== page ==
Putting the Internet of Things and Machine Learning in the same sentence is like playing buzzword bingo. But truth is, the two concepts actually make sense as a pair. By 2025, it is estimated that IoT will generate over 180 zettabytes of data annually. That’s 180 trillion GBs. And guess what? Machine learning is most effective when using extensive datasets.
To better understand why the IoT needs ML to really take over the world, we’ll start by defining the two concepts separately. We’ll then examine four distinct IoT & ML real-life applications.
What is IoT?
For some reason, the internet of things is often defined in very technical terms. It is however a very simple concept. IoT is about extending the power of the internet to physical things that weren’t traditionally connected. But what power are we talking about?
The value of IoT lies in its capacity to make objects smart. In this context, smart means sending and/or receiving data. Device manufacturers and service providers can then use that data to improve processes, build better products or enhance the customer experience.
The internet of things is growing at an unprecedented rate. Indeed, an estimated 127 new devices connect to the internet every second. Increased connectivity will only accelerate the process. McKinsey expects that by 2022, 100% of the global population will be covered by low-power, wide-area networks (LPWANs). This will allow long-range communications among connected devices while optimizing both costs and power-consumption requirements.
What is Machine Learning
Machine learning is everywhere, and there’s no way to escape it. As a subset of artificial intelligence, ML is the engine behind all those “AI-powered” applications you keep hearing about. But while we always emphasize its results, we rarely look at machine learning from a technical standpoint. It’s a fancy piece of technology that can achieve fantastic results, sure, but how does it really work?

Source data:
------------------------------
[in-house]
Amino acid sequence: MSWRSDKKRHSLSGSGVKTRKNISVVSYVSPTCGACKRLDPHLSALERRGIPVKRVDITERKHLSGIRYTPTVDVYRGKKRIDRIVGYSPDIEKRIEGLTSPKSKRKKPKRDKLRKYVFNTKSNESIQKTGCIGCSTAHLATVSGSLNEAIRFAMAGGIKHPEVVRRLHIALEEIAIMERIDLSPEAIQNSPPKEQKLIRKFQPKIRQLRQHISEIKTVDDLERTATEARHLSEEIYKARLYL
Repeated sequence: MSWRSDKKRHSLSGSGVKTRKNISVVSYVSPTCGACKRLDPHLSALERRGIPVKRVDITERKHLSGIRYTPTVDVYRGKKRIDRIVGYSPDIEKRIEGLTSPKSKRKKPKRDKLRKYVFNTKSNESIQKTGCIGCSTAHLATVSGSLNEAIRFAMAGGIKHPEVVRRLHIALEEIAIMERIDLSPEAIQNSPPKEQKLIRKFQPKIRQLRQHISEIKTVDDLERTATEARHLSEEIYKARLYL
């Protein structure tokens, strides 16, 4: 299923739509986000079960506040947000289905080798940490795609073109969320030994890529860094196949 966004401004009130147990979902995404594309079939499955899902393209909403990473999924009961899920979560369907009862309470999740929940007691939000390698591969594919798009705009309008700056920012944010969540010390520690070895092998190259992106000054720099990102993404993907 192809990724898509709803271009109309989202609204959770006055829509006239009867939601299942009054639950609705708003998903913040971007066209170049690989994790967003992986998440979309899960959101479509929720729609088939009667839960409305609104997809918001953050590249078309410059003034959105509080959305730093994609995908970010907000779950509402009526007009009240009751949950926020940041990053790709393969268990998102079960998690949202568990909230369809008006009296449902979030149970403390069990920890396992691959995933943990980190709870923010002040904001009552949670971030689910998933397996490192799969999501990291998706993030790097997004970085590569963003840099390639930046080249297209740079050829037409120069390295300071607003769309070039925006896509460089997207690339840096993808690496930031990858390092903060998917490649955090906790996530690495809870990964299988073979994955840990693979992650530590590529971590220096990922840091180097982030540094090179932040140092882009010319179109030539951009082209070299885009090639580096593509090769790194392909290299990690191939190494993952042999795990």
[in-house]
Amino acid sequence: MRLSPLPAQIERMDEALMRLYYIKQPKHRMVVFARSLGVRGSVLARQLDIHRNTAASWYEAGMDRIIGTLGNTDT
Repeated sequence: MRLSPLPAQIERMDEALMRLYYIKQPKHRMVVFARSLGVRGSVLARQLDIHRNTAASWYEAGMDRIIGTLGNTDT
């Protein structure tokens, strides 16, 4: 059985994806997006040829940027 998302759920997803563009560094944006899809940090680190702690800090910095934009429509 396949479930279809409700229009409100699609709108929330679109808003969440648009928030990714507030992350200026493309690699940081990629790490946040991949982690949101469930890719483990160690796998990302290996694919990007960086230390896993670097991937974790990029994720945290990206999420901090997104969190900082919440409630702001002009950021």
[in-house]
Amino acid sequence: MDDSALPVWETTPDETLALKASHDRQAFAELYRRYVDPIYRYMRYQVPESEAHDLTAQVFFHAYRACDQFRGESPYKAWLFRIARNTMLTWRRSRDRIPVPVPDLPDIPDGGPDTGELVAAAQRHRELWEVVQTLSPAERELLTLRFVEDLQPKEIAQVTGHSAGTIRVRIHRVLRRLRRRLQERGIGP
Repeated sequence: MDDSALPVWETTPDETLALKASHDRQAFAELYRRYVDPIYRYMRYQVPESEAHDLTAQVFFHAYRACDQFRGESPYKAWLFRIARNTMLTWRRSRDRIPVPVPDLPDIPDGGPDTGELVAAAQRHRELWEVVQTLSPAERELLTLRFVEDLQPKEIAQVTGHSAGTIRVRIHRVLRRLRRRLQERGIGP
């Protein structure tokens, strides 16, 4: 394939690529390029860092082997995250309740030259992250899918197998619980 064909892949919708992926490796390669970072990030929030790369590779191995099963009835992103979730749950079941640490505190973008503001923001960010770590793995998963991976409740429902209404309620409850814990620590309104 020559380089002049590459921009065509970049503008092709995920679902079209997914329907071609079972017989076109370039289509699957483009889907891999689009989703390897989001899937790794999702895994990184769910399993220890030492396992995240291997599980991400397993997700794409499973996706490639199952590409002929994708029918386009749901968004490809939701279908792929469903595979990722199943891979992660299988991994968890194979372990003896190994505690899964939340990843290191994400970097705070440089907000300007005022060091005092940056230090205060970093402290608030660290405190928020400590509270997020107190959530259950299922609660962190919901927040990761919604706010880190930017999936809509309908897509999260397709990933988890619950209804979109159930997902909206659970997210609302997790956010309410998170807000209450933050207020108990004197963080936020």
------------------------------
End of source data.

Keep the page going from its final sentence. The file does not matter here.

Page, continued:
Simply put, machine learning is the science of getting computers to act and improve without being specifically programmed. Tom Mitchell, computer scientist and professor at the Carnegie Mellon University, came up with a simple formalism to better understand the idea of automated improvement:
“A computer program is said to learn from experience E with respect to some class of tasks T and performance measure P, if its performance at tasks in T, as measured by P, improves with experience E.”
- Experience E = how we will collect the data
- Tasks T = which decisions the software will need to make
- Performance P = how you will evaluate the results
Pretty straightforward, isn’t it? Well, not really.
The general idea behind machine learning, i.e. input to output, always remains the same. However, we need to make a crucial distinction between supervised and unsupervised learning.
In supervised learning, you have prior knowledge of what the output should look like. Your goal is to automate a function that best mimics the relationship between input and output observable in the data. We often use it for classification or regression.